Europe shouldn't normalize relations with the Castro regime until it
transitions toward real democracy.
By JUAN ADOLFO FERNáNDEZ SAíNZ
The Spanish government believes that by releasing a few political
prisoners, Cuba has now made enough advances in human rights and
democracy to allow the European Union to normalize relations with the
island. Madrid couldn't be more wrong.
Although I was one of the lucky ones to be released and to arrive here
in Spain with 38 other former Cuban political prisoners, my home country
remains under the stern grip of an oppressive regime. Let me tell you
the stories of some of those brave dissidents still left behind.
Among the many victims of the 2003 crackdown on regime critics is Felix
Navarro Rodriguez, who was sentenced to 25 years in jail. I knew him for
a long time as a peaceful oppositionist with great popular roots in his
village, where he had been a high-school principal. We met again in
Canaleta prison, where I was serving a 15-year sentence for my fight for
democracy. He never even considered leaving Cuba. His daughter, Sayli
Navarro, was expelled from university as a further punishment for his
Another Castro victim is Arnaldo Ramos Lauzurique, an economist
sentenced to 18 years in jail. At 68 he is the oldest of all the 75
dissidents imprisoned in 2003. He has always said that he wants to die
in Cuba. His old and fragile mother is still awaiting his release.
Or consider the fate of Pedro Arguelles Moran, who is 62 and was
sentenced to 20 years for his work as an independent journalist. We were
both in Canaleta prison, but never in the same section. He suffers from
cataracts and when we met at the dining hall, always separated by iron
bars, he would recognize me first by my voice. He says no one will ever
get him out of Cuba.
Felix, Arnaldo and Pedro are three out of 12 political prisoners who
have decided to remain in Cuba. The Cuban regime says it will release
all the remaining political prisoners from the group of 75, even those
who have no intention of leaving Cuba after being freed. But so far they
all still remain in jail.
I respect the mediation of the Spanish government. Partly thanks to
Madrid's efforts, I am free today. But the fact that a group of us are
now in Spain when a couple of months ago we were in prison, does not
mean that the Cuban dictatorship has fundamentally changed.
We were unjustly jailed and arbitrarily condemned in a sham trial with
no real access to defense counsel. (I saw my lawyer only once for five
minutes just before the hearing.) We were given very harsh sentences—on
average almost 20 years—for our peaceful and civic opposition. Searches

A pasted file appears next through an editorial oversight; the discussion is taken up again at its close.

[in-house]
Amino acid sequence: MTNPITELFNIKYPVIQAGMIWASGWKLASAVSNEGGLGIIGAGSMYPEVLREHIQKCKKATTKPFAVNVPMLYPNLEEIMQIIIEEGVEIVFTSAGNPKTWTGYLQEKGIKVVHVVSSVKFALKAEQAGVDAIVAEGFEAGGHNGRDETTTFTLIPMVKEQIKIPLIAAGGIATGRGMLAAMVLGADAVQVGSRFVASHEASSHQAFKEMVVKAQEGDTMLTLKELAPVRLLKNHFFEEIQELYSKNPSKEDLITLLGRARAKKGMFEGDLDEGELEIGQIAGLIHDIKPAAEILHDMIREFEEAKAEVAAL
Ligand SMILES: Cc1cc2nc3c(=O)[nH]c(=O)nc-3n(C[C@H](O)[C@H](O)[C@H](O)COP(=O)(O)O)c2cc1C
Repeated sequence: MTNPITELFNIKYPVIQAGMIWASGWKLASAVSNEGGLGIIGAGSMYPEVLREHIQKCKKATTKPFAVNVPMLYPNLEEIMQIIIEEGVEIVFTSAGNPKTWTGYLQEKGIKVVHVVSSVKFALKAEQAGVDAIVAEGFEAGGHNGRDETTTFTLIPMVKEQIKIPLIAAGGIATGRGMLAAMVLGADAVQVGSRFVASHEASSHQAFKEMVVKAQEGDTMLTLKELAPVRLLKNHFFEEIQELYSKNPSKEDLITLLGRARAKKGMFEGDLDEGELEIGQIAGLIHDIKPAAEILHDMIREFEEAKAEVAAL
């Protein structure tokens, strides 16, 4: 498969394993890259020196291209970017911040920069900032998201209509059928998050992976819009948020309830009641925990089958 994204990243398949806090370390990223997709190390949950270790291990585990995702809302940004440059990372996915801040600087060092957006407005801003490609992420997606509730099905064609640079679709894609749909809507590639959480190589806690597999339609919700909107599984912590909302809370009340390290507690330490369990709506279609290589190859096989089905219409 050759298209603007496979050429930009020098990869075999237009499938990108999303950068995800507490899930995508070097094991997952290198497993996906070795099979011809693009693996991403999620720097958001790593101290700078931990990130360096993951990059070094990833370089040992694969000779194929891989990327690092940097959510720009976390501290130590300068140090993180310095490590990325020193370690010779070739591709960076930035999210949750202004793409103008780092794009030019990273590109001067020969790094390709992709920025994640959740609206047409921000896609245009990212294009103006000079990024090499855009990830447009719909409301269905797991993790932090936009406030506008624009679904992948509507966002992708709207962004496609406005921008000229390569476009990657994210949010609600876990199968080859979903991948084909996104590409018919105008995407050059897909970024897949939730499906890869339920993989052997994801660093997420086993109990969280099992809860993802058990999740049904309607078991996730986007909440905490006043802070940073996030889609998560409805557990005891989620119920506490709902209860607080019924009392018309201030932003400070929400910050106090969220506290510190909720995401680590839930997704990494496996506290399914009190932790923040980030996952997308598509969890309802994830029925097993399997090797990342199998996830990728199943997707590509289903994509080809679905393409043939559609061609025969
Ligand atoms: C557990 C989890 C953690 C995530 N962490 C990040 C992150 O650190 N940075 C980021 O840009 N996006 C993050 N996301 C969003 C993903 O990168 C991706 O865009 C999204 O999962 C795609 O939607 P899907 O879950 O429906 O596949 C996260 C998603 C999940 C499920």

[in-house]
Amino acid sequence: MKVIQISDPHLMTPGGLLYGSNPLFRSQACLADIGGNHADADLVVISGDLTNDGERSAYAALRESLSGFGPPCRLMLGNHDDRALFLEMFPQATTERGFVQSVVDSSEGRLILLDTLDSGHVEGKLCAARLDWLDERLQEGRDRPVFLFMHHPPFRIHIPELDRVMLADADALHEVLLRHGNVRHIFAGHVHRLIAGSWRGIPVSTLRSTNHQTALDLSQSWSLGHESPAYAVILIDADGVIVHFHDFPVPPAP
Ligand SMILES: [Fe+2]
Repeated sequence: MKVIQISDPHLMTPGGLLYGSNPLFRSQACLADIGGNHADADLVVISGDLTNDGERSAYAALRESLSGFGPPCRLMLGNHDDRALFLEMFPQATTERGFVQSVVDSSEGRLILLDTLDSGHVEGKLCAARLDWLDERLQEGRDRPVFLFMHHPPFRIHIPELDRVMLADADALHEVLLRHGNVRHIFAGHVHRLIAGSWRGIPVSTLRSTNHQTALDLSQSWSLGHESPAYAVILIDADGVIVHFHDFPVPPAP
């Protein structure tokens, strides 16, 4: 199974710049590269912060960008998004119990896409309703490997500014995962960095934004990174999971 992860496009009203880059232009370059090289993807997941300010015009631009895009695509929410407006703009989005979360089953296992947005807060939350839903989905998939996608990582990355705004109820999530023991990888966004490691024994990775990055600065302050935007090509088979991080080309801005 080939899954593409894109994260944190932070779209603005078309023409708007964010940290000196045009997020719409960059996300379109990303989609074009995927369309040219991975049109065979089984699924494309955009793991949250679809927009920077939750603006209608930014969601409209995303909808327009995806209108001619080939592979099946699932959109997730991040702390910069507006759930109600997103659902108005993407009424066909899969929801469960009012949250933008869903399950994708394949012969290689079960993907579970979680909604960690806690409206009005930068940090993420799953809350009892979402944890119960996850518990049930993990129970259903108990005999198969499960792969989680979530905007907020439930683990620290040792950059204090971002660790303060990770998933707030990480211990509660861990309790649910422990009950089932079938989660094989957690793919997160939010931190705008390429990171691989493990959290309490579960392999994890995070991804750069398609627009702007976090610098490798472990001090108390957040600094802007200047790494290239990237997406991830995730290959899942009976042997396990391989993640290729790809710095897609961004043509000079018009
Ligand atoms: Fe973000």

of our homes produced no weapons, and nothing we wrote contained any
incitement to violence.
We were kept under inhuman conditions, in overcrowded cells that we had
to share with common criminals. We were locked away far from our
families—in my case 777 kilometers from Havana—which, given the
difficulties of transportation in Cuba, imposed an additional, cruel
punishment on my loved ones.
Spain wants to normalize relations with Cuba because Havana
quasi-banished us, with no documentation recognizing that we had been
set free, when we should have never been sent to prison in the first
place. Even if all political prisoners had been freed in Cuba and given
the opportunity to decide their own fate and to continue their struggle
in Cuba for democracy and for human rights, it would have been merely a
first step. It would have been an indispensable but not sufficient
condition to determine that Cuba has started its transition toward
Until the Castro regime repeals all its laws violating human rights,
allows multi-party elections, free trade unions and independent media,
and lets Cubans participate fully in our economy and travel freely, any
attempt to normalize relations with Cuba would be premature.
By giving the Sakharov Prize last Thursday to Cuban dissident Guillermo
Farinas, who has spent 11 years in jail as a political prisoner, the
European Parliament has made a clear statement that the struggle for
freedom in Cuba is far from over. What should be on the negotiating
table is not a token group of political prisoners, but a real prospect
for a democratic Cuba.
Mr. Saínz is a journalist and translator who, in the spring of 2003 was
sentenced to 15 years in prison for exercising freedom of expression.
Since last August he resides in Spain.